There’s simply never a dull moment in the world of BT - from his landmark studio albums. live performances, technical prowess in the studio, soundtrack scoring, to his penchant for bringing the future forward to the present - it’s all incredible. Now, we open a new chapter, the world of Bt’s ‘Metaversal.’
‘Metaversal’ is BT’s 14th studio album, originally designed from the ground up for the blockchain (more about that here), and now available on all streaming platforms via Black Hole Recordings.
Whereas, BT’s previous studio album release, The Lost Art Of Longing,” continued down the beloved electronic music artist’s path of perfectly melding together dance music with elements of pop, ‘Metaversal’ steers us in a decidedly different but welcomed direction. As BT put’s it, “Metaversal is more of an experience than an album.” A contrast between gentle and comforting soundscapes and dark and brooding bangers, ‘Metaversal’ ultimately reveals itself as an album prime for home listening.
‘Metaversal’ kicks off with the driving neon glitz of ‘Kintsugi,’ a track that is inspired by a metaphor for embracing your flaws and imperfections. It segues to the funk and early Hip-Hop inspired “Confunktion” and “Laurel Canyon Night Drive,” the latter of which transports into a sci-Fi world that’s “Tron” meets “Escape From LA.” Next, “Stratosphere” offers an uplifting nod to the prog house fans while “Paper Chairs” raids the breakbeat vaults for some definitive BT chops. “The Blue Hour” is sublime electro chill best experienced when the sun dips below the horizon and the remaining sunlight takes on a mostly blue shade. Yes, you guessed it, this is an occurrence referred to as the blue hour.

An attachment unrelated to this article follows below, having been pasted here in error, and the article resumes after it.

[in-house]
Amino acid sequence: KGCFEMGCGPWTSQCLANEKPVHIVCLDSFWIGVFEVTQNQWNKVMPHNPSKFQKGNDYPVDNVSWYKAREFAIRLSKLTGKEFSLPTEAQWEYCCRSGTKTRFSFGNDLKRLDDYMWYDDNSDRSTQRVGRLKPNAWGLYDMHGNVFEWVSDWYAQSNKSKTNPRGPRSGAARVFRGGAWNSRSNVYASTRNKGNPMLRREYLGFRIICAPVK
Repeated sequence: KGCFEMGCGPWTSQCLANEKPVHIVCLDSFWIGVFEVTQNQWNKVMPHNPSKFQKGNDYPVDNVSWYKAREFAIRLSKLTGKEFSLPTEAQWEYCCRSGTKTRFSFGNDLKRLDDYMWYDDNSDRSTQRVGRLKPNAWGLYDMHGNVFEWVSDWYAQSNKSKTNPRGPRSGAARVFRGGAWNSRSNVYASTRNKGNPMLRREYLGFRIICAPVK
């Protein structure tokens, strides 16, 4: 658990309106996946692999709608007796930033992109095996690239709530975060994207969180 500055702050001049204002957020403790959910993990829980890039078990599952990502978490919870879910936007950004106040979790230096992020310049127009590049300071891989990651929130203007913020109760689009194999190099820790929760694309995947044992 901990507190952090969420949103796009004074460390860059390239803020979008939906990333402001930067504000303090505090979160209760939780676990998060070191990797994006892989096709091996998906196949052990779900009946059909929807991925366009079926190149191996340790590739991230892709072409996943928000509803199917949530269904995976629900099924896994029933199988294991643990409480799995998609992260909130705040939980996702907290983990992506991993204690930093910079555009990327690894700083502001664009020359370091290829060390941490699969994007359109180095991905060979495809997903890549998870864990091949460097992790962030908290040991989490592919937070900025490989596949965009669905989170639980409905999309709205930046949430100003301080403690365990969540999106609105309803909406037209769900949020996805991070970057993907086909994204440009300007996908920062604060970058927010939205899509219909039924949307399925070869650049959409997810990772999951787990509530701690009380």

Named after a term used to describe the relationship between the human-like appearance of a robotic object and the emotional response it evokes, “Uncanny Valley” picks up the tempo offering a contrast between progressive beats and gentle music box sounds which float underneath. “Immutable” is a futuristic trip that resembles a cross between John Carpenter’s classic soundtracking and today’s finer Synthwave productions. The remainder of the album functions as a lullaby from BT crafted especially for you. “Where The Sun Meets The Sea” is all-out bliss, a downtempo song that’s made for closed eyes and inner soothing. This gently segues into “Overview Effect,” nearly four minutes of ultimate beatless relaxation inspired by a cognitive shift in awareness reported by some astronauts during spaceflight, often while viewing the Earth from outer space. Conscious drifts even further with the closing track, ‘If Memory Serves,” the perfect bookend for ‘Metaversal.’